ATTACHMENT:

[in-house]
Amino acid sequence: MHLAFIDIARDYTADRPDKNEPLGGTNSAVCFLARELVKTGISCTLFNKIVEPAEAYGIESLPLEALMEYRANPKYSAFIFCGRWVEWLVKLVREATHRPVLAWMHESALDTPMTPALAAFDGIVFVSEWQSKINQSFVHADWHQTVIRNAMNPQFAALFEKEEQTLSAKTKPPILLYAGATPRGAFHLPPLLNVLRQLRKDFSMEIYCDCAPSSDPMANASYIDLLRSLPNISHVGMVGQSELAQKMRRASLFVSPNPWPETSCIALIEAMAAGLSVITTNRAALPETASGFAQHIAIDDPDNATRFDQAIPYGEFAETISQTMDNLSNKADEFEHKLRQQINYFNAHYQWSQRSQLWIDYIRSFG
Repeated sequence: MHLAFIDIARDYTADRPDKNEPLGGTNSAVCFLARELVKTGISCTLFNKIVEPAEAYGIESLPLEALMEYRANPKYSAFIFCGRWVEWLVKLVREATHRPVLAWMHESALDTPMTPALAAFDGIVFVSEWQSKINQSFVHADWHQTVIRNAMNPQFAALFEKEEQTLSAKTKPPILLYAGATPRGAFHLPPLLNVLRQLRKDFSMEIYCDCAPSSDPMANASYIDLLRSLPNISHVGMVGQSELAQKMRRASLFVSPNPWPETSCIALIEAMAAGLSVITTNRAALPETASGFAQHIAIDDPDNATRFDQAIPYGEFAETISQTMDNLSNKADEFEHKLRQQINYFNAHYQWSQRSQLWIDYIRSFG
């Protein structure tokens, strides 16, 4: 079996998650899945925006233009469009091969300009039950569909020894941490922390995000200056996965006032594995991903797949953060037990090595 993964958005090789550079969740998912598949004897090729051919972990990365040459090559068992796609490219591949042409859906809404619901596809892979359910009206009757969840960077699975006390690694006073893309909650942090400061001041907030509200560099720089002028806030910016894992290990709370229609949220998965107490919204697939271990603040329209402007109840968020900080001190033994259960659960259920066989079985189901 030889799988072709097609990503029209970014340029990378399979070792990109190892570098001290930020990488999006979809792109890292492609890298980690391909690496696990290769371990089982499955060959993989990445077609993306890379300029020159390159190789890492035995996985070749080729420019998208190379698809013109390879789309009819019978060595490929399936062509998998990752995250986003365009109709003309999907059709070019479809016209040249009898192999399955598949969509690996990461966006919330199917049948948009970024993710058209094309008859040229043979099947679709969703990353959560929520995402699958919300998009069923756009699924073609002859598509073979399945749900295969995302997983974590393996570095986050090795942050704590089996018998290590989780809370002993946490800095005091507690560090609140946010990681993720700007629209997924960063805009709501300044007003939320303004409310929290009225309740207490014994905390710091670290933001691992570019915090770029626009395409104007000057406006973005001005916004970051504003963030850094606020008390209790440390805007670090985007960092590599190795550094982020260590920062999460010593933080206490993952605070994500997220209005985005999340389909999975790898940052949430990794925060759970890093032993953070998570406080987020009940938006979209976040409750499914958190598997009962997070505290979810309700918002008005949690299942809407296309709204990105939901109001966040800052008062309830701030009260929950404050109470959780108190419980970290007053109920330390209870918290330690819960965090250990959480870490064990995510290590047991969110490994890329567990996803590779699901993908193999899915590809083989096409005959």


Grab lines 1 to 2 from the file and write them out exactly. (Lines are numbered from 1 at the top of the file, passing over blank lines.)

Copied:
[in-house]
Amino acid sequence: MHLAFIDIARDYTADRPDKNEPLGGTNSAVCFLARELVKTGISCTLFNKIVEPAEAYGIESLPLEALMEYRANPKYSAFIFCGRWVEWLVKLVREATHRPVLAWMHESALDTPMTPALAAFDGIVFVSEWQSKINQSFVHADWHQTVIRNAMNPQFAALFEKEEQTLSAKTKPPILLYAGATPRGAFHLPPLLNVLRQLRKDFSMEIYCDCAPSSDPMANASYIDLLRSLPNISHVGMVGQSELAQKMRRASLFVSPNPWPETSCIALIEAMAAGLSVITTNRAALPETASGFAQHIAIDDPDNATRFDQAIPYGEFAETISQTMDNLSNKADEFEHKLRQQINYFNAHYQWSQRSQLWIDYIRSFG